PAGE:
Gold premiums in India, the world's second-biggest consumer of the metal after China, fell 17 percent on Friday to their lowest in four months as buyers postponed purchases on speculation over a possible cut in import duty next week.
Premiums were quoted at $62 an ounce, a level last seen in the second week of October last year, compared to $75 on Thursday. Premiums hit a record $160 last month.
The leader of India's ruling Congress party, Sonia Gandhi, has asked the government to review tough import restrictions on gold, which include a record 10 percent import duty, local media reported on January 23.
India used to be the world's biggest buyer of bullion until the government and central bank stepped in last year with import curbs aimed at reducing a record current-account deficit.
"There is a rumour of an import duty cut. The market is expecting a cut of a minimum 2 or maximum 5 percent on Monday," said Harshad Ajmera, director of the All India Gems and Jewellery Trade Federation, which groups over 300,000 jewellers.
"No one wants to buy at a higher duty so people have reduced orders, preferring to wait until Monday," Ajmera said.
Finance ministry officials were not immediately available to comment. The government will present an interim budget on Monday, in which it is expected to announce a relaxation in gold import curbs.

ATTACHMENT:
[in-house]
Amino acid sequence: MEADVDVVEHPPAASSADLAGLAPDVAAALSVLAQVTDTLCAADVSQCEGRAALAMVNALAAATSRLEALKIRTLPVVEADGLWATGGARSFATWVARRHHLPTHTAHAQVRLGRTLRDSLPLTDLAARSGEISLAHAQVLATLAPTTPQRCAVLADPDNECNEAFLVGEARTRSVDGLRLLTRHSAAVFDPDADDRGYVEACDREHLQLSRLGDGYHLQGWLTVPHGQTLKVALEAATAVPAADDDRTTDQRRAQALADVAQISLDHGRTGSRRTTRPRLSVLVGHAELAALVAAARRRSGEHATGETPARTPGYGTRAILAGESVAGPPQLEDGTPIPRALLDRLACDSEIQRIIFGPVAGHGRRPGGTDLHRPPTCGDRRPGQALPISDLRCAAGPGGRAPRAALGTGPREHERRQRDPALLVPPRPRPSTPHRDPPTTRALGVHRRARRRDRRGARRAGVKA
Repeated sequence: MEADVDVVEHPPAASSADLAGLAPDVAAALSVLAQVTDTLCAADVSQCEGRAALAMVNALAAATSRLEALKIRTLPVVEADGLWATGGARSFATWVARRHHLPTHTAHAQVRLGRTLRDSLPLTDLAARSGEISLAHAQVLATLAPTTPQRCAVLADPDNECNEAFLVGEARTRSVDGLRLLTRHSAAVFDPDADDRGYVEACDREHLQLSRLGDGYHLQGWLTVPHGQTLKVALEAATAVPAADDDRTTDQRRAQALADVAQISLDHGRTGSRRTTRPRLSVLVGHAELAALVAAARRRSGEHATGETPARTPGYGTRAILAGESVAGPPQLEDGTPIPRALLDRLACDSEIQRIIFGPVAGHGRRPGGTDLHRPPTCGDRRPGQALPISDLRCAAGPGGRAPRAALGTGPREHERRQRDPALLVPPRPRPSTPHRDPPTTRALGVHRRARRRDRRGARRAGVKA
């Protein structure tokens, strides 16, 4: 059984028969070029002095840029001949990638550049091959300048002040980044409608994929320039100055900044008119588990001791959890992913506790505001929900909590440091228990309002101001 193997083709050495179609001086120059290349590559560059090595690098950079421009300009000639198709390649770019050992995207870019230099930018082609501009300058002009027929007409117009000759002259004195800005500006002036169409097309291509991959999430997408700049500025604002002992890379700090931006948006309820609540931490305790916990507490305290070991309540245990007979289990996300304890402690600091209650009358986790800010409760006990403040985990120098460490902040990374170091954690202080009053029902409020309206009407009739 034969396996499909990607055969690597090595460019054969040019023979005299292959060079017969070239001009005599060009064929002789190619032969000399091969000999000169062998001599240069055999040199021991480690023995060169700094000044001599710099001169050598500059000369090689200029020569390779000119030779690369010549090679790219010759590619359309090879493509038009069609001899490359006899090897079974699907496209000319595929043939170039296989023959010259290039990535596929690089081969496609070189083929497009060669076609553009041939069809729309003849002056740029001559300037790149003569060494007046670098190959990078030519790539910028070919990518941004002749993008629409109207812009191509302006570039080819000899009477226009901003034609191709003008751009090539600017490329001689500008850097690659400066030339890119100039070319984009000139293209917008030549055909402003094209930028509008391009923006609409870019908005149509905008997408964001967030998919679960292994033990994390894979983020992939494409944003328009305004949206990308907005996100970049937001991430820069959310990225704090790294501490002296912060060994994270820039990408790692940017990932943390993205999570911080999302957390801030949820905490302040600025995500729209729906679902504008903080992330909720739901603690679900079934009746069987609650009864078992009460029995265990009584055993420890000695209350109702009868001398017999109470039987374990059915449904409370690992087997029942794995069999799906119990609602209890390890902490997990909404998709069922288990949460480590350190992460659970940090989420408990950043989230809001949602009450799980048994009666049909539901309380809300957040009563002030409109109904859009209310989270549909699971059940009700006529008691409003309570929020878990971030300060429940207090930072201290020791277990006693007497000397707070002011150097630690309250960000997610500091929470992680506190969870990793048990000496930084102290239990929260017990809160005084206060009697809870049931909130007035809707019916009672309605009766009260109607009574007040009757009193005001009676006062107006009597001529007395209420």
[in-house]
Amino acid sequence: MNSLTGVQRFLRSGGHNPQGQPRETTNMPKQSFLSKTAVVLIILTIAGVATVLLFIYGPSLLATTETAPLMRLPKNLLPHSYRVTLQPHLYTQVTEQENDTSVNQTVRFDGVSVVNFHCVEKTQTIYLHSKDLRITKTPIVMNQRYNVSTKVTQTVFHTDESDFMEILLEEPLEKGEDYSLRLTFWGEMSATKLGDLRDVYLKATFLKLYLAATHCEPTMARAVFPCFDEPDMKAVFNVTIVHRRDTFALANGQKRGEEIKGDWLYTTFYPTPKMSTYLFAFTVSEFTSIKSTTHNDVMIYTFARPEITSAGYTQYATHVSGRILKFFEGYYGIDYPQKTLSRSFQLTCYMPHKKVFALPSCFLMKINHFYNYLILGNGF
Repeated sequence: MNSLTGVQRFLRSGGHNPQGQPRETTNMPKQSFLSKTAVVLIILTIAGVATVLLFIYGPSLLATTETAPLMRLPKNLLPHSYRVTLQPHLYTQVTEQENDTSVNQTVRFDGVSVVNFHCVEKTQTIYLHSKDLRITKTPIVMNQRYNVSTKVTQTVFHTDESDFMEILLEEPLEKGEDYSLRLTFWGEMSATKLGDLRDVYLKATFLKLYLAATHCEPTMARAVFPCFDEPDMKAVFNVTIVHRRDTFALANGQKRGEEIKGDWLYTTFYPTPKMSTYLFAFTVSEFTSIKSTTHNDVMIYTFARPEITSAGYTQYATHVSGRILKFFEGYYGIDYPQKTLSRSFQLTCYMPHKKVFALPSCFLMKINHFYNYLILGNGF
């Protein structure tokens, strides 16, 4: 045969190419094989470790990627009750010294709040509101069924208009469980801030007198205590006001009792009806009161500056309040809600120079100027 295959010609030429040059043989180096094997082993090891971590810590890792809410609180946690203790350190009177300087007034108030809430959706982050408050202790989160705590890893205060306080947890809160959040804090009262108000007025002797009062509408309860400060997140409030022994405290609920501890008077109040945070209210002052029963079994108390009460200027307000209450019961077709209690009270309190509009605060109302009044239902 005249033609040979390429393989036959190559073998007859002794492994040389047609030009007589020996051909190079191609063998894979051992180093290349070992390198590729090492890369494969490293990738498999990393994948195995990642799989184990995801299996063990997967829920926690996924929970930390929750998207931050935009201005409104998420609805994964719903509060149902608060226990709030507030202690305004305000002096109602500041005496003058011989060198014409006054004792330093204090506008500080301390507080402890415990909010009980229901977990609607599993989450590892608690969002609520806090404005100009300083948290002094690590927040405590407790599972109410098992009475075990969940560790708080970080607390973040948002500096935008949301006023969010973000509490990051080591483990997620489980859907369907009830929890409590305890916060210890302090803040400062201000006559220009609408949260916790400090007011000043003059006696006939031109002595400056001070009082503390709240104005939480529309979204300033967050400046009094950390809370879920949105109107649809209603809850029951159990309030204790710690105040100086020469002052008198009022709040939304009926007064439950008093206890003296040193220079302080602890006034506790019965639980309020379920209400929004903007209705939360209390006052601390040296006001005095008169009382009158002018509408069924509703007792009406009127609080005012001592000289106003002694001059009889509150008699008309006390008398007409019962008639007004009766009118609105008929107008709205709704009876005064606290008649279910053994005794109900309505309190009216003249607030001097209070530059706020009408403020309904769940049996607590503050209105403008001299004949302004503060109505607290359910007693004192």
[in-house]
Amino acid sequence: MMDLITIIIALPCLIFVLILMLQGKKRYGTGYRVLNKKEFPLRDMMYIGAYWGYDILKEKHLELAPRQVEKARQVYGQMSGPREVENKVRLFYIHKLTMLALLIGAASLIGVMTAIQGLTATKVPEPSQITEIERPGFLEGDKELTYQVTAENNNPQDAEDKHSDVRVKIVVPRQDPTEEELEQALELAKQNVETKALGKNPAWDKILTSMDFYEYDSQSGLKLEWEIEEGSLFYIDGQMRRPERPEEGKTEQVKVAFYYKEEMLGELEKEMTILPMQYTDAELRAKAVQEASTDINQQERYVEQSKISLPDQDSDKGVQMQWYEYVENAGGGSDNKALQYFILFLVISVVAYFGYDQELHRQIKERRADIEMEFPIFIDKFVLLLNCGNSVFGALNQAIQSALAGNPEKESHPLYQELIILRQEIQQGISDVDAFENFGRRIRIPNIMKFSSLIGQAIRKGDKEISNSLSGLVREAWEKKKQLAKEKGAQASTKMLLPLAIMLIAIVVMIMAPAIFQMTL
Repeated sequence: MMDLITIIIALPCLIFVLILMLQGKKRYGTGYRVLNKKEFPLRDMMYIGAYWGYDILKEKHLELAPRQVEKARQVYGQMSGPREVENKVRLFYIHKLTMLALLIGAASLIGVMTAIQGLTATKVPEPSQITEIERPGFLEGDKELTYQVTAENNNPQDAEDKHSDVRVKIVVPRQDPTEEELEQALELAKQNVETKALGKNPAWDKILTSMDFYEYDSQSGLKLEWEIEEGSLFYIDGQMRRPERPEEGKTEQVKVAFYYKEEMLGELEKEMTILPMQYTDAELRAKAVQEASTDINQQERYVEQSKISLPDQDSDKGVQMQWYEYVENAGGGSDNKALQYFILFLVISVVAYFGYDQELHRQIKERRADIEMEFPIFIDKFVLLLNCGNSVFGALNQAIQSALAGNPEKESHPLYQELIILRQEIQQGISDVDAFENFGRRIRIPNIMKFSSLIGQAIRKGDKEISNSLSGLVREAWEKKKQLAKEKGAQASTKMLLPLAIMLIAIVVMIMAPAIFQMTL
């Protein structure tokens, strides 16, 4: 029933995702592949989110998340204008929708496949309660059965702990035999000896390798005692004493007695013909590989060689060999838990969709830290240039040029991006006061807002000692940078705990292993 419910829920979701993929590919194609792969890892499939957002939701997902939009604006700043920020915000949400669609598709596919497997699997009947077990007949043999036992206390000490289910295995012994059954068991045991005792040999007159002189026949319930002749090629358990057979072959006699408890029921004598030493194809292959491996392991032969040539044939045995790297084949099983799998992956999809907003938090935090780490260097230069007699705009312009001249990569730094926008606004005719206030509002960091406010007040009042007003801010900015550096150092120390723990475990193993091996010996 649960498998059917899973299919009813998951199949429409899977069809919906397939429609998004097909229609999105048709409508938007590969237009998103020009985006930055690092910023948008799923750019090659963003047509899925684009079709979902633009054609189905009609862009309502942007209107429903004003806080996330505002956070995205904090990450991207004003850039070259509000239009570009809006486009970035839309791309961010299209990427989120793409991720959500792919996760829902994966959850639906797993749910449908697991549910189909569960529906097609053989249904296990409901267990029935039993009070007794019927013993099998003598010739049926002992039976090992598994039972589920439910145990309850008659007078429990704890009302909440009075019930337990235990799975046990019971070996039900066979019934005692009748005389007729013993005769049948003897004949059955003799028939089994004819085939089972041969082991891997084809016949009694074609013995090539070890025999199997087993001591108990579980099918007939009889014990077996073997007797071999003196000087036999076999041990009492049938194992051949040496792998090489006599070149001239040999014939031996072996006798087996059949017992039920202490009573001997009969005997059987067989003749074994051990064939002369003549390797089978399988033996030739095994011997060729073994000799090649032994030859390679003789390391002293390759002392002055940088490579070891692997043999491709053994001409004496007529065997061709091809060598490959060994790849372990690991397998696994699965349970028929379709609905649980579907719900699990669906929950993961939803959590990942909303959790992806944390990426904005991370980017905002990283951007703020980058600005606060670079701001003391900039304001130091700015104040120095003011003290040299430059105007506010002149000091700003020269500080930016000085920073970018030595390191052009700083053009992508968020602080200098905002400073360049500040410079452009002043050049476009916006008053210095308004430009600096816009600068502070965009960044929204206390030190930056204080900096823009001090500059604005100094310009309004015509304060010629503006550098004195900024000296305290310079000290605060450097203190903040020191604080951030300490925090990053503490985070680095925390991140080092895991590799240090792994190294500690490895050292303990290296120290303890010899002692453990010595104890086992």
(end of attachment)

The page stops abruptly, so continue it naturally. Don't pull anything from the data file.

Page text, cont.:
"Falling premiums can discourage jewellery imports, thus cutting off a source of supply that was strong during December and January," said Sudheesh Nambiath, India analyst with Thomson Reuters GFMS.
However, market participants said the so-called 80/20 rule, which links exports to imports and has squeezed supplies in the local market, may be reviewed only after March, when the government has a clearer idea of the trade deficit.
India's trade deficit came in at $9.9 billion in January, in line with the six-month average of $10 billion. This compares with a roughly $19 billion average earlier this fiscal year.
"80/20 will remain the major stumbling block in supplies, so premiums are likely to stay at elevated levels until the 80/20 rule is removed," Nambiath said.
Taking into account a sharper-than-expected fall in "non-oil/non-gold" imports, Citi estimates the trade deficit will narrow to $144.9 billion this fiscal year from $194 billion last year.
Gold premiums in the rest of Asia were largely stable from a week ago.
Trading volumes in China, the world's biggest consumer, were strong in the early part of the week following the Lunar New Year holiday. However, the buying pace slowed, tracking gains in the spot price.